In such clear, concise language, Fannon’s Guide strips away the complexity surrounding S Corp valuation and presents a Simplified Model, analytically accurate (including its treatment of key assumptions) and easily conveyable to clients as well as courts. To pre-order your copy, click here.
Another buy-sell gone bad for lack of appraisal method
Two partners in an educational marketing company tried to negotiate a buy-sell price for their respective ownership interests after one partner had already resigned. That was the first “bad” fact in Cardon v. Testout! Corp. (10th Cir., August 2007). Second: The company had suffered recent financial losses, further straining the partners’ relationship. Third, their partnership agreement provided a buy-sell price (percent ownership times a multiple of net income) for only three years after the inception in 1992, but their employment agreement required the departing owner to sell back his shares when he resigned in 2000. Finally, the ousted owner accepted a low-ball price for his shares, only to find out later that the company’s finances had improved. Litigation ensued in 2003—and given the 10th Circuit’s dismissal of certain state fraud claims without prejudice, the conflict and cost continue to this day.
They could have used this free BVR download—and Mercer’s book. “The best time to think about what happens if the business…doesn’t work out is when the business is being formed and the…owners are happy,” writes John Stockdale, Jr., BVR editor, in “Recent Cases Highlight Problem Areas in Buy-Sell Agreements.” The article originally appeared in Value Matters™ (Mercer Capital) and is now available as a free download at BVResources. Business owners, their financial advisors and appraisers, will want to check out Mercer Capital’s Buy-Sell Agreements: Ticking Time Bomb or Reasonable Resolution?, available here.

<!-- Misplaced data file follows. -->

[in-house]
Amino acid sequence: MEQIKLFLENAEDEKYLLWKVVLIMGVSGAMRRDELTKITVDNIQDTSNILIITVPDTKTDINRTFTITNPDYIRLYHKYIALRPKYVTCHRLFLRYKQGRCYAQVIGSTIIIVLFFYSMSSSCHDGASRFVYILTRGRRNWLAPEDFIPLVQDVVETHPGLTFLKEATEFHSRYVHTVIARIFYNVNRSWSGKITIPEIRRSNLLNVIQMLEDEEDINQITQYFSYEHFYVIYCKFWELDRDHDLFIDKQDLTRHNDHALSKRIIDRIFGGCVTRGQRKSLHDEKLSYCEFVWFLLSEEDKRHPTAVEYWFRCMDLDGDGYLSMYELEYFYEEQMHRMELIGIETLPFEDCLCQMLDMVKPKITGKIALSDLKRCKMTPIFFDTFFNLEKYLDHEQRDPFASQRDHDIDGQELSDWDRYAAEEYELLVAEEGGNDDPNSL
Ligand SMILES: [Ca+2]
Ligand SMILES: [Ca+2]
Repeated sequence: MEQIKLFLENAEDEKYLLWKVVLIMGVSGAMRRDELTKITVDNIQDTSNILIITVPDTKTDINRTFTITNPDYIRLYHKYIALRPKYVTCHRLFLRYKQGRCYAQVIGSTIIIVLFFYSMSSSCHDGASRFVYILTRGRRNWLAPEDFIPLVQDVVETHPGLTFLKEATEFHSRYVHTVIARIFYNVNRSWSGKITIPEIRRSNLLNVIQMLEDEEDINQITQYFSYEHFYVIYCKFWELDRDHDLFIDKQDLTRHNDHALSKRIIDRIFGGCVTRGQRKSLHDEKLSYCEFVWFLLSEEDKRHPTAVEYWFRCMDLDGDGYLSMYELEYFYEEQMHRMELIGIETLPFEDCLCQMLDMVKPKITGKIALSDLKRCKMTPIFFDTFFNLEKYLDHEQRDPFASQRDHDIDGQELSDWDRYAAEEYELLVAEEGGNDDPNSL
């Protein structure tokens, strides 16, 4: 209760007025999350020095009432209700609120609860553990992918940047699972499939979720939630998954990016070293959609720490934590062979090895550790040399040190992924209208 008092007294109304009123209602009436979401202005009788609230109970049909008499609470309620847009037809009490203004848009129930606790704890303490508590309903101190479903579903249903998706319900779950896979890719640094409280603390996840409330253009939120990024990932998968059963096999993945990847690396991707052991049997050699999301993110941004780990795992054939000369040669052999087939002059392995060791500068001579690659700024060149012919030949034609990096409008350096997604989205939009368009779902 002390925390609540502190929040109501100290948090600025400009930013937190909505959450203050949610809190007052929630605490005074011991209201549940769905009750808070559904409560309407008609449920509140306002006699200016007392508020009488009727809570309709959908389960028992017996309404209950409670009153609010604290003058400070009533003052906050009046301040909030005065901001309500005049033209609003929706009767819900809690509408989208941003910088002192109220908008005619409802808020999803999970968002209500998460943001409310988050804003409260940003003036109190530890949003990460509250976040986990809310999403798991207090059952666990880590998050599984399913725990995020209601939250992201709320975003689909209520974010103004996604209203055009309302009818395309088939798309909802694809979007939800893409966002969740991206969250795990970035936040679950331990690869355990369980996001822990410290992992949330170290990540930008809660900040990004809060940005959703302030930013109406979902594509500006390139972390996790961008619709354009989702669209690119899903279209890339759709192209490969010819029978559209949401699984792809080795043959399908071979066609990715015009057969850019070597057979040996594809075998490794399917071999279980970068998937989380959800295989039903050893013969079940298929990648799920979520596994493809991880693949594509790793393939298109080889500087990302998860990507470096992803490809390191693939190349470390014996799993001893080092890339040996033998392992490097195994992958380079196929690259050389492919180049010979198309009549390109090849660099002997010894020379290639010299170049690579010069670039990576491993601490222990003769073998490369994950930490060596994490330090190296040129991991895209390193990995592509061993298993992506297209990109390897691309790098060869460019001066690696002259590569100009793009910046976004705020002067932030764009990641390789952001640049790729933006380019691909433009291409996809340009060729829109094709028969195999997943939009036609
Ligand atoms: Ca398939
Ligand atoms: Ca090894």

New search tips now at BVLibrary
Let’s say you want to find out more about buy-sell agreements, from their treatment in the courts to their role in building a financial planning practice. You start at BVResources, where at the top of every page you’ll find a search button—providing access to the most comprehensive, cutting-edge, BV-specific search engine available to the legal, financial, and appraisal communities. If you’re new to the system, you might type in the term buy-sell agreements, without quotation marks. (This search returns 97 generalized results, from a case on a prenuptial agreement to another on a stock buy.) To help newcomers, we’ve added a new “search help” button, which appears on the same screen as the search-return results. The very first tip explains the use of quotation marks around phrases or groups of words—and sure enough: A search of “buy-sell agreements” returns 363 results, sorted by relevance, beginning with Mercer’s book and continuing with several on-point legal cases and teleconference materials addressing the planner’s and practitioner’s roles in buy-sell agreements. The search tips also provide instructions for more advanced BV research. It’s user-friendly and it’s free; check it out and let us know what you think.
The rest of the VC story…
Jim Rigby (Financial Valuation Group) commented on the item in last week’s ‘Wire on the “major” shakeout in the venture capital industry. In particular, he noted that the study by OVP Partners didn’t end with the cited quote, regarding the 50% drop in VC activity. The next paragraph states “the venture capital industry is healthier today than most people realize, given the magnitude of the shake-out already behind us.”